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Karl Pearson

Karl Pearson English mathematician and biometrician

English mathematician and biometrician
The basics
Quick Facts
Intro English mathematician and biometrician
Known for Established the discipline of mathematical statistics
Was Mathematician Historian Historian of mathematics Statistician Philosopher Writer Biographer Psychologist
From United Kingdom
Type Academia Healthcare Literature Mathematics Philosophy Science Social science
Gender male
Birth 27 March 1857, London, UK
Death 27 April 1936, Coldharbour, Surrey, United Kingdom (aged 79 years)
Star sign AriesAries
Family
Children: Egon Pearson
Karl Pearson
The details
Biography

Karl Pearson FRS FRSE (/ˈpɪərsən/; born Carl Pearson; 27 March 1857 – 27 April 1936) was an English mathematician and biostatistician. He has been credited with establishing the discipline of mathematical statistics. He founded the world's first university statistics department at University College, London in 1911, and contributed significantly to the field of biometrics and meteorology. Pearson was also a proponent of social Darwinism and eugenics. Pearson was a protégé and biographer of Sir Francis Galton. He edited and completed both William Kingdon Clifford's Common Sense of the Exact Sciences (1885) and Isaac Todhunter's History of the Theory of Elasticity, Vol. 1 (1886–1893) and Vol. 2 (1893), following their deaths.

Biography

Pearson was born in Islington, London into a Quaker family. His father was William Pearson QC of the Inner Temple, and his mother Fanny (née Smith), and he had two siblings, Arthur and Amy. Pearson attended University College School, followed by King's College, Cambridge in 1876 to study mathematics, graduating in 1879 as Third Wrangler in the Mathematical Tripos. He then travelled to Germany to study physics at the University of Heidelberg under G H Quincke and metaphysics under Kuno Fischer. He next visited the University of Berlin, where he attended the lectures of the physiologist Emil du Bois-Reymond on Darwinism (Emil was a brother of Paul du Bois-Reymond, the mathematician). Pearson also studied Roman Law, taught by Bruns and Mommsen, medieval and 16th century German Literature, and Socialism. He became an accomplished historian and Germanist and spent much of the 1880s in Berlin, Heidelberg, Vienna, Saig bei Lenzkirch, and Brixlegg. He wrote on Passion plays, religion, Goethe, Werther, as well as sex-related themes, and was a founder of the Men and Women's Club.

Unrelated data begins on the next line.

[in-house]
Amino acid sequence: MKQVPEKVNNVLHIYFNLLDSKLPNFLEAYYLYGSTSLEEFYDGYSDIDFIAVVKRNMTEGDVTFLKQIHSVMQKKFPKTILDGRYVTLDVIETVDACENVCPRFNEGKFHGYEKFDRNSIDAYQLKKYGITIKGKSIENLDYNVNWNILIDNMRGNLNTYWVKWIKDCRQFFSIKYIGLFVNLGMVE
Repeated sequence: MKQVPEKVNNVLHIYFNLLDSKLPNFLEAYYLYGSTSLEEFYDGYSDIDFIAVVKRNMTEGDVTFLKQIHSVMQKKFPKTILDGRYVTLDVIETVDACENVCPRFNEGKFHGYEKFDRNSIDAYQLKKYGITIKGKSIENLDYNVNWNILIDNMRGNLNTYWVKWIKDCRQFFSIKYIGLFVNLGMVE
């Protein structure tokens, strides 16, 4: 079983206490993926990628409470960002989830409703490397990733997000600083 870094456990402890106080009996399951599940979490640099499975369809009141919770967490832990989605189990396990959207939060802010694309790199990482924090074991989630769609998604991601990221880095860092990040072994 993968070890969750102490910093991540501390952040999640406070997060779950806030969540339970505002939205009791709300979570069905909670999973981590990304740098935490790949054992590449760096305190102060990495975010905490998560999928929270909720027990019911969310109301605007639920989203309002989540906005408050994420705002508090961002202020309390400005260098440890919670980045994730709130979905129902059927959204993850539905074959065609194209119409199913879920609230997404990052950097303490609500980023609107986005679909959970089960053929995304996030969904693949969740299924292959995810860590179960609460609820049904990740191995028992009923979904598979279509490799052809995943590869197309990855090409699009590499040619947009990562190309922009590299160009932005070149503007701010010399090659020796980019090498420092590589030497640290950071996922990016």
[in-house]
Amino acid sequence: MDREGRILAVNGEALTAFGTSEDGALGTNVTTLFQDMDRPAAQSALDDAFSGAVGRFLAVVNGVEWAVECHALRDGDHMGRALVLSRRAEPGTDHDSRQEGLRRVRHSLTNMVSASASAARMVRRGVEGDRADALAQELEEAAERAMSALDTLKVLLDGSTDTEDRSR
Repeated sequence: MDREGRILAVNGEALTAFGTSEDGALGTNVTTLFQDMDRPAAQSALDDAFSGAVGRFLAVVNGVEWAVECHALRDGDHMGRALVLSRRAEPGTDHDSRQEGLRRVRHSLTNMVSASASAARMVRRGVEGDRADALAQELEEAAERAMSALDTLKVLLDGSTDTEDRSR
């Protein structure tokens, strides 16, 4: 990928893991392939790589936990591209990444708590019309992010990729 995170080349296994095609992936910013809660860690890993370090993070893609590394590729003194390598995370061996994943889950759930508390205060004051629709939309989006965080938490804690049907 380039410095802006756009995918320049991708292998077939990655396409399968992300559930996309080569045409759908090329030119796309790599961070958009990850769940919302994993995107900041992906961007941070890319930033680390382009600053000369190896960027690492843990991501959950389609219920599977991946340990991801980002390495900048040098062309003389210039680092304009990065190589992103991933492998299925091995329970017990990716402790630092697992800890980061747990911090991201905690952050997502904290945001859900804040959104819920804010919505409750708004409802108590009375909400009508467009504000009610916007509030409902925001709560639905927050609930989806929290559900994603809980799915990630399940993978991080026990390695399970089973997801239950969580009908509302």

Pearson with Sir Francis Galton, 1909 or 1910.